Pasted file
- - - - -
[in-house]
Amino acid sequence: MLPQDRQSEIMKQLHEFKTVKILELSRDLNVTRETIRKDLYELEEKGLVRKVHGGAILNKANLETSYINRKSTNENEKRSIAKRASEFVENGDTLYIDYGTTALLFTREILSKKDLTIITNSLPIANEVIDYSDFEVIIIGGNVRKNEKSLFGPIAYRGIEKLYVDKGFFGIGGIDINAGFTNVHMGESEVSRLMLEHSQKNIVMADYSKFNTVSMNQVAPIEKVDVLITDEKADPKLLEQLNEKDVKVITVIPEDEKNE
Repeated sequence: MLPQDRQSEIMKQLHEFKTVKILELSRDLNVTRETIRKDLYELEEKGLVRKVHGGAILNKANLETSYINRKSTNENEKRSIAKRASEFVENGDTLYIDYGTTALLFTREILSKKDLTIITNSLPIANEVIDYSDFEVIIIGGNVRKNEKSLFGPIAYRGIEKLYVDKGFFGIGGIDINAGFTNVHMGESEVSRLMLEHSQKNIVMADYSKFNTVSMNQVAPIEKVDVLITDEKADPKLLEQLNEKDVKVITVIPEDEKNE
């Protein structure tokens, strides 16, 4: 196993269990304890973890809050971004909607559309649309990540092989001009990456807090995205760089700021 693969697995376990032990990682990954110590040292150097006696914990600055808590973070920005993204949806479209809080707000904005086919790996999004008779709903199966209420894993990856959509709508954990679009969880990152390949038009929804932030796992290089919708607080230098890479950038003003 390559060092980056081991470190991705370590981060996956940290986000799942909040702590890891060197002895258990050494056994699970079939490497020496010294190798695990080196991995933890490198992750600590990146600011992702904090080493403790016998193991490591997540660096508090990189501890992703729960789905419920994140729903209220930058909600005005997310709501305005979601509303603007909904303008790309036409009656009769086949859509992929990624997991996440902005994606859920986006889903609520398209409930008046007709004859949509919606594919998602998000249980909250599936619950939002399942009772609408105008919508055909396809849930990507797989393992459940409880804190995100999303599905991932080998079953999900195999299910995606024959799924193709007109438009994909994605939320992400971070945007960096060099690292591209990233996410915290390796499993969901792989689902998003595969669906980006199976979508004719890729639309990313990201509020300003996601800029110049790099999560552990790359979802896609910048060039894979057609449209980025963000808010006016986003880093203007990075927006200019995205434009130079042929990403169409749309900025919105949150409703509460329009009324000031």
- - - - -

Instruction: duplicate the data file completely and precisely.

[in-house]
Amino acid sequence: MLPQDRQSEIMKQLHEFKTVKILELSRDLNVTRETIRKDLYELEEKGLVRKVHGGAILNKANLETSYINRKSTNENEKRSIAKRASEFVENGDTLYIDYGTTALLFTREILSKKDLTIITNSLPIANEVIDYSDFEVIIIGGNVRKNEKSLFGPIAYRGIEKLYVDKGFFGIGGIDINAGFTNVHMGESEVSRLMLEHSQKNIVMADYSKFNTVSMNQVAPIEKVDVLITDEKADPKLLEQLNEKDVKVITVIPEDEKNE
Repeated sequence: MLPQDRQSEIMKQLHEFKTVKILELSRDLNVTRETIRKDLYELEEKGLVRKVHGGAILNKANLETSYINRKSTNENEKRSIAKRASEFVENGDTLYIDYGTTALLFTREILSKKDLTIITNSLPIANEVIDYSDFEVIIIGGNVRKNEKSLFGPIAYRGIEKLYVDKGFFGIGGIDINAGFTNVHMGESEVSRLMLEHSQKNIVMADYSKFNTVSMNQVAPIEKVDVLITDEKADPKLLEQLNEKDVKVITVIPEDEKNE
């Protein structure tokens, strides 16, 4: 196993269990304890973890809050971004909607559309649309990540092989001009990456807090995205760089700021 693969697995376990032990990682990954110590040292150097006696914990600055808590973070920005993204949806479209809080707000904005086919790996999004008779709903199966209420894993990856959509709508954990679009969880990152390949038009929804932030796992290089919708607080230098890479950038003003 390559060092980056081991470190991705370590981060996956940290986000799942909040702590890891060197002895258990050494056994699970079939490497020496010294190798695990080196991995933890490198992750600590990146600011992702904090080493403790016998193991490591997540660096508090990189501890992703729960789905419920994140729903209220930058909600005005997310709501305005979601509303603007909904303008790309036409009656009769086949859509992929990624997991996440902005994606859920986006889903609520398209409930008046007709004859949509919606594919998602998000249980909250599936619950939002399942009772609408105008919508055909396809849930990507797989393992459940409880804190995100999303599905991932080998079953999900195999299910995606024959799924193709007109438009994909994605939320992400971070945007960096060099690292591209990233996410915290390796499993969901792989689902998003595969669906980006199976979508004719890729639309990313990201509020300003996601800029110049790099999560552990790359979802896609910048060039894979057609449209980025963000808010006016986003880093203007990075927006200019995205434009130079042929990403169409749309900025919105949150409703509460329009009324000031």